Cody Cousino / Photo editor
For the past few days I have had the opportunity to use a camera that represents what I believe is an ultimately useless leap forward in camera technology.
In simple terms, the Lytro light field camera, unveiled in October, takes pictures that record the entire field of light rays. The entire 11 million light rays that the camera can capture are then recorded rather than just recording the light and colors that hit a sensor, as a regular digital camera does.
This means that because the whole field of view is captured, the focus in the picture can be manipulated after the picture is taken.
This ability to change the focus after the picture has been taken is Lytro’s main selling point, and I have to admit, it is a pretty nifty feature. The photographer no longer has to worry about focus and can instead concentrate on getting a clean and cool frame.
However, I don’t believe this is enough to convince someone that the camera is worth $400.
Being able to take a “living picture,” as Lytro describes it, is the only cool feature about the camera. There is no sports mode, no night exposure mode, only the normal mode and a “creative mode.” Even then, though, the “creative mode” just lets you have finer control over where the camera refocuses, which is the entire point of the camera anyway.
Lytro’s support website even admits that their ideal client would be “not so concerned with things like interchangeable lenses, large format printing and tweaking manual camera settings.”
While they are fine for sharing on Facebook where any of your friends can play with the focus in the picture, the output size leaves something to be desired.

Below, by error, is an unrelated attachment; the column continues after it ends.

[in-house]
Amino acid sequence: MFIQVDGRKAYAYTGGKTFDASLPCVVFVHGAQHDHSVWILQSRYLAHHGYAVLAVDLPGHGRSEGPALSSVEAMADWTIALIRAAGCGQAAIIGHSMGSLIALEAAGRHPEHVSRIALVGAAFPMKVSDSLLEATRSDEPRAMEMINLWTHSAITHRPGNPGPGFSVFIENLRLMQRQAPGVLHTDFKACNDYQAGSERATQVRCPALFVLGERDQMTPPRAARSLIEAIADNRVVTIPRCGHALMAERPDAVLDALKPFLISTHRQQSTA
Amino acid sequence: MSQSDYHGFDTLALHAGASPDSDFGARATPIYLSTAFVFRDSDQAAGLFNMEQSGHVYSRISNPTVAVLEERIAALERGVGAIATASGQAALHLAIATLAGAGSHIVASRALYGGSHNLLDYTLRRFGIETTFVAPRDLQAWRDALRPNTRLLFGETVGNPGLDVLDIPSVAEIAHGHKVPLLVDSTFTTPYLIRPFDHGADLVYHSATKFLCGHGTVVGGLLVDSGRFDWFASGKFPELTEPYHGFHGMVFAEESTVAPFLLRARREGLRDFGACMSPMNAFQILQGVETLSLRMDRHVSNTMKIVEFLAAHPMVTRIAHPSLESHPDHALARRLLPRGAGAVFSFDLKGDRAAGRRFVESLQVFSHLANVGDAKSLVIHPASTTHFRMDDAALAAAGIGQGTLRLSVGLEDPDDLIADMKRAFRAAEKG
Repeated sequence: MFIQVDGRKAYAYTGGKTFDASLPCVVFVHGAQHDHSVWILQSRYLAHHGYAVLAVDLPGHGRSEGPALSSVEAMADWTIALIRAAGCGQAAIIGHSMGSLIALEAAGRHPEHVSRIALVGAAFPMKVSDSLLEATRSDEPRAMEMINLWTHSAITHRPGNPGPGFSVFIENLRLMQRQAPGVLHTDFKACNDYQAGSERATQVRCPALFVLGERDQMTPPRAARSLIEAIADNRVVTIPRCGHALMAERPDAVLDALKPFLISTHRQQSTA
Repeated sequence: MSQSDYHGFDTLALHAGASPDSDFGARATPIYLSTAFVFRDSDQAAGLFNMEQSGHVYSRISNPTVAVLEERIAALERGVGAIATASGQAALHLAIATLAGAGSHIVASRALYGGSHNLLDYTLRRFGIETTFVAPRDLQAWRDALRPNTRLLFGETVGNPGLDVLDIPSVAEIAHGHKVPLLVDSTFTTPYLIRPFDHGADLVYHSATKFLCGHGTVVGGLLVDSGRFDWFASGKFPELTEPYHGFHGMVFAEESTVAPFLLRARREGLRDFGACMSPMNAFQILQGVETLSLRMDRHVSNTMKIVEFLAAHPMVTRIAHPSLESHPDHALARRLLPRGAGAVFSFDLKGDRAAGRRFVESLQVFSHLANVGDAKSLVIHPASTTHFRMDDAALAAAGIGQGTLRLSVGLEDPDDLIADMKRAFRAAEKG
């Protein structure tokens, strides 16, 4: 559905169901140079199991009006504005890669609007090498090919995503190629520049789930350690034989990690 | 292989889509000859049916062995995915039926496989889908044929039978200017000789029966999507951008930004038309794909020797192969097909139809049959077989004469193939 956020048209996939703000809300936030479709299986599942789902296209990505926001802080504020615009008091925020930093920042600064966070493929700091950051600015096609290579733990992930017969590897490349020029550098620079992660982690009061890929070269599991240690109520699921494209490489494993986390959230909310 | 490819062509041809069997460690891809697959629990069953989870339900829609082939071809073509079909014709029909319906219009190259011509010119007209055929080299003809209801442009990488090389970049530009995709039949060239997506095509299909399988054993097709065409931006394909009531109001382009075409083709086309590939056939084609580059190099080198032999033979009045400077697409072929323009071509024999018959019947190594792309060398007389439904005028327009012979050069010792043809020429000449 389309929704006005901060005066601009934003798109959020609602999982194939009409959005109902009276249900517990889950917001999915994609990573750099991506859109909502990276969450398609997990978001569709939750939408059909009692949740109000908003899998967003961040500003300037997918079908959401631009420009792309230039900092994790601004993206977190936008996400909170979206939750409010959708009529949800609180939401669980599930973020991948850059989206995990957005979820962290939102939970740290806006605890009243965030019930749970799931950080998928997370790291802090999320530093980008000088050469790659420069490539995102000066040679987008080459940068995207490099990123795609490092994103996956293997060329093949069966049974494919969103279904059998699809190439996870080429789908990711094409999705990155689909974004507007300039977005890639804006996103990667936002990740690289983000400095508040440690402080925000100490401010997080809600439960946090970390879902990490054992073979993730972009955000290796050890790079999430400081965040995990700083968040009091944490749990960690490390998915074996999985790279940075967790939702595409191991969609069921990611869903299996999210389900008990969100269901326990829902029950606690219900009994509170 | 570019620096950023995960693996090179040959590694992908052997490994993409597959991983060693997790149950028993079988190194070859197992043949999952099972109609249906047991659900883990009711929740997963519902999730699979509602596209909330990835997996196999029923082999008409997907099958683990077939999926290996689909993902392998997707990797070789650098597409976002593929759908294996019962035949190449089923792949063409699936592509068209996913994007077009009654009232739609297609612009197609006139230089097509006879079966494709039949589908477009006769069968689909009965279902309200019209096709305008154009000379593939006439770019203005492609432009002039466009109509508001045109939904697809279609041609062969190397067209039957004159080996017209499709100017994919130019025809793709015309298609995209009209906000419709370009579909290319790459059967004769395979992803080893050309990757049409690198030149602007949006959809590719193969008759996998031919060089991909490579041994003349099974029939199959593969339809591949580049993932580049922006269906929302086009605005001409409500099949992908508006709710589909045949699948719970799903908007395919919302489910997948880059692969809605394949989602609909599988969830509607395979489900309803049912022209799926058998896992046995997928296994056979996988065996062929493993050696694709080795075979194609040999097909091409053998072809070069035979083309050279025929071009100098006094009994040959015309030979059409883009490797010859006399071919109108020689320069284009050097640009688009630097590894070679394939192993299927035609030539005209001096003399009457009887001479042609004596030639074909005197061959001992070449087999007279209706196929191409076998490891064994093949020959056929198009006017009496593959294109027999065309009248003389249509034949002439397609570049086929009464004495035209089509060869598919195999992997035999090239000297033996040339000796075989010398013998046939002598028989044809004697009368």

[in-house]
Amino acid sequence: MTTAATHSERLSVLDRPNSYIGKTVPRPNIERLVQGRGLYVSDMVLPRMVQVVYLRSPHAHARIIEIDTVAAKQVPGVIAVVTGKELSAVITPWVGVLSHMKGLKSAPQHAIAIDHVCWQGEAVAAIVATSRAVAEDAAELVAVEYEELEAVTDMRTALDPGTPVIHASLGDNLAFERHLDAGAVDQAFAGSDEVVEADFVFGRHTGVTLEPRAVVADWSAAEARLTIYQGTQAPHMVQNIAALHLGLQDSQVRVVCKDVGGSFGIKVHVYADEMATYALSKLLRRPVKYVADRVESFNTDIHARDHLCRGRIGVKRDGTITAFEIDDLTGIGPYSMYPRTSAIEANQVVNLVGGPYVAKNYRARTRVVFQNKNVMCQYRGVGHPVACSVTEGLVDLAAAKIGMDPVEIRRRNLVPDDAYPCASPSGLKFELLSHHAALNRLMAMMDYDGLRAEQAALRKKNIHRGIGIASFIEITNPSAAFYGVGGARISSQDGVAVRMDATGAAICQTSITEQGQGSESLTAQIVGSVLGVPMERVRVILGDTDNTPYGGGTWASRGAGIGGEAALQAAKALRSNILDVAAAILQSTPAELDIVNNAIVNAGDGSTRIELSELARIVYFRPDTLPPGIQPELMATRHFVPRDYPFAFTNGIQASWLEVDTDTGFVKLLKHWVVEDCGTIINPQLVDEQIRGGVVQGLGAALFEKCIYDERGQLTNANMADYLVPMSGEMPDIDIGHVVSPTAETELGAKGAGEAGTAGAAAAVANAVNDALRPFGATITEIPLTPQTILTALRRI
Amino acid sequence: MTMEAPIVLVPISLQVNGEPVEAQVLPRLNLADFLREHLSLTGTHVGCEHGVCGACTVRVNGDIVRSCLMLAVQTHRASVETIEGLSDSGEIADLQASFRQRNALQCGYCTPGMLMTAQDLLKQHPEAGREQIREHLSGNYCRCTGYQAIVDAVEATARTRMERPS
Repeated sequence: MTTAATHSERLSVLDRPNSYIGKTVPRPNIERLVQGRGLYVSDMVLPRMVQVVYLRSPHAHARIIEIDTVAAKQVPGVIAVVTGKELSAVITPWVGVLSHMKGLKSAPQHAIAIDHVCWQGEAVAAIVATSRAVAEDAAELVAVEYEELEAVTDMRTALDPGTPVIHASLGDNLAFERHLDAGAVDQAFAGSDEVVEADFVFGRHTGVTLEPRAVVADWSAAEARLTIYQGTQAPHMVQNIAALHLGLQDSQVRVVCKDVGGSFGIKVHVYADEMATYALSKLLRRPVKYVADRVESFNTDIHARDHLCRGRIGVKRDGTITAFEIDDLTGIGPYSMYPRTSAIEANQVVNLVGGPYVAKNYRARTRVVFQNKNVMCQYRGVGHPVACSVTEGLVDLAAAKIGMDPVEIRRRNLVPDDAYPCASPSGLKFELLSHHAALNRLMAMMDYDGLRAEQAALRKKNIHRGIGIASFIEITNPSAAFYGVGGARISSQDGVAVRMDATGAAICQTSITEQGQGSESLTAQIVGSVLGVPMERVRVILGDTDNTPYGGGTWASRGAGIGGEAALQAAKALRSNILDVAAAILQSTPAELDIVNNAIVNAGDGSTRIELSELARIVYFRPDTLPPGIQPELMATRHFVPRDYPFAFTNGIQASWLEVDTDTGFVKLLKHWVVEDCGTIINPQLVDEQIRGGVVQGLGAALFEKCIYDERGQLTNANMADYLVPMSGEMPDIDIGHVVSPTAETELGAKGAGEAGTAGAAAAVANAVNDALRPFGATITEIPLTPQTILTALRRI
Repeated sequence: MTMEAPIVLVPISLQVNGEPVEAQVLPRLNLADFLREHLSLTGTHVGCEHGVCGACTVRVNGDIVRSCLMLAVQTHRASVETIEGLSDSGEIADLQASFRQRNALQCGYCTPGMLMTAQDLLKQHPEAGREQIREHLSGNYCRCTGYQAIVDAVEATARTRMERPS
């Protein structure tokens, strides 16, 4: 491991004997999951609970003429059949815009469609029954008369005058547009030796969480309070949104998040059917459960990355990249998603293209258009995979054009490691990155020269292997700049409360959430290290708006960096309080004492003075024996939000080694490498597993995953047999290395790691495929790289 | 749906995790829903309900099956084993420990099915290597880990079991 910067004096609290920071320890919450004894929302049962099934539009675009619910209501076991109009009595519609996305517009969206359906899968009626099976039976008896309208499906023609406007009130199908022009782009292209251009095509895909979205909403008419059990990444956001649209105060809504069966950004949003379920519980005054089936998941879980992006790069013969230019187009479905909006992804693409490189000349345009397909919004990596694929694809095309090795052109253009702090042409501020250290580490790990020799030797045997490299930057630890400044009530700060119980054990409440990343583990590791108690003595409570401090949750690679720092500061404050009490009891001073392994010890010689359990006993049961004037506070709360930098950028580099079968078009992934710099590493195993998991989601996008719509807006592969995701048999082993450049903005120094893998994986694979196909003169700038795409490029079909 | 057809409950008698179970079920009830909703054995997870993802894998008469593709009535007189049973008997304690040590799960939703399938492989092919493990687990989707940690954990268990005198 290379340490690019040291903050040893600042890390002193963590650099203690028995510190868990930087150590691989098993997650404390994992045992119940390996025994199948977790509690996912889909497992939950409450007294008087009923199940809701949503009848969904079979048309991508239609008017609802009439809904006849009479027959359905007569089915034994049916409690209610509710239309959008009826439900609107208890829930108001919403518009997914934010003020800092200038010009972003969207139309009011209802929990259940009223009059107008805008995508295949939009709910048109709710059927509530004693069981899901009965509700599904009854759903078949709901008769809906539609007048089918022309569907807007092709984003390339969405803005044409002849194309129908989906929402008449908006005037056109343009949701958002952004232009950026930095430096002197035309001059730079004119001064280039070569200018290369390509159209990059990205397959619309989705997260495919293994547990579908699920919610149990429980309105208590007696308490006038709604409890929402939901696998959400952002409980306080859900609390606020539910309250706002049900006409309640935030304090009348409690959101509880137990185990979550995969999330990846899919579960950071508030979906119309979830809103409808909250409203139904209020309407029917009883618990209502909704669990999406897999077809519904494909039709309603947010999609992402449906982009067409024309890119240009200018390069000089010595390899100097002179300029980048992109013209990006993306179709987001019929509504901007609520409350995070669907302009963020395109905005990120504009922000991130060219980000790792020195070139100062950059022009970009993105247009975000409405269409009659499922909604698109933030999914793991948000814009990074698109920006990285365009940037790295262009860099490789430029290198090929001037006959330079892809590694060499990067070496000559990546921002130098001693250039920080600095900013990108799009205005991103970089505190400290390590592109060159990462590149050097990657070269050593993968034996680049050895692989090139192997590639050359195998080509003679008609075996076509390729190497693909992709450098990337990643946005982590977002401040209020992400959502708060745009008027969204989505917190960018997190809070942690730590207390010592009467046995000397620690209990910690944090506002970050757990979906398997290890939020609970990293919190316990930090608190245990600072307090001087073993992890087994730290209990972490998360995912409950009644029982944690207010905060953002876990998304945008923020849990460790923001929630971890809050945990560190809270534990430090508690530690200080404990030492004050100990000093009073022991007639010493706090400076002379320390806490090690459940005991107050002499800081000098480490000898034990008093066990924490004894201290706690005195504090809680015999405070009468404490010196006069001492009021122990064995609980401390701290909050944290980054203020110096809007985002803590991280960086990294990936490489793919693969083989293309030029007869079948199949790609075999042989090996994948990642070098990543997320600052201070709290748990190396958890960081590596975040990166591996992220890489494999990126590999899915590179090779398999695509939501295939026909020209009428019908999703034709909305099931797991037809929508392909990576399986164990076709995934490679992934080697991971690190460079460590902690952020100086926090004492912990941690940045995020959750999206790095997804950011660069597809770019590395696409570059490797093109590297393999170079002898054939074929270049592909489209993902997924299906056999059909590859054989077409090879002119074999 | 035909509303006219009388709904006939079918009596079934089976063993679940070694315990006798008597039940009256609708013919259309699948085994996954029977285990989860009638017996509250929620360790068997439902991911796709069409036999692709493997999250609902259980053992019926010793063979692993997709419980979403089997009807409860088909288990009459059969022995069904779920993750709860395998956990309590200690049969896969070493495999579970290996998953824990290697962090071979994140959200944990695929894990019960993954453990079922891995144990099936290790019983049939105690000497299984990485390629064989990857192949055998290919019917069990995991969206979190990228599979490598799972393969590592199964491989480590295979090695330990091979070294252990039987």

Though they don’t list an exact pixel output, Lytro says the photos are “11 megarays.”
If you are now wondering how many megapixels are in “11 megarays,” there is no great answer for that. Embedded in all of the pictures is the light ray data so megapixels and megarays don’t equate.
However, you can export your “living picture” looks to a .jpeg file, which can be measured in pixels. And that photo, if printed at the most common printing resolution of 300 dpi, would only be 3.6 inches by 3.6 inches.
But Lytro seems to enjoy needlessly reinventing photography, because they even reinvented the form factor of the camera.
The camera is like a square stick, measuring just more than 4 inches long, with each side being more than 1.6 inches.
Squared sticks of that size do not easily fit into pockets. I am a guy, and I’ve seen the mystified look on girls’ faces when guys are able to fit phones, iPods, keys and wallets into just the two front pockets on a pair of jeans, so not being able to fit this camera comfortably should say something.
If the camera is already an inconvenient size for pockets and takes comparatively small photos, I would not mind having the light field camera be the size of a compact SLR. Lytro could use the extra space to accommodate more controls as well as upgraded sensors.
Not to mention all the creative issues with the camera. The whole point of the camera is to refocus the pictures later and enjoy the multiple planes of imagery, but getting a frame like that is not your everyday picture.
Most people buying cameras in the $400-$500 range are looking to take photos of friends or vacation memories. Those kinds of photos are flat where usually only one thing should be in focus. You do not need to be able to focus on the wallpaper of the house that your friends had a party at.
But if someone is buying a camera for its creative ability, then they should want something with more features than just the ability to refocus.
All things considered, the Lytro is cool, it never takes an out-of-focus picture and you can share those cool pictures with the world. But ultimately, I can’t help but feel that the camera is aimed at a niche that doesn’t quite exist.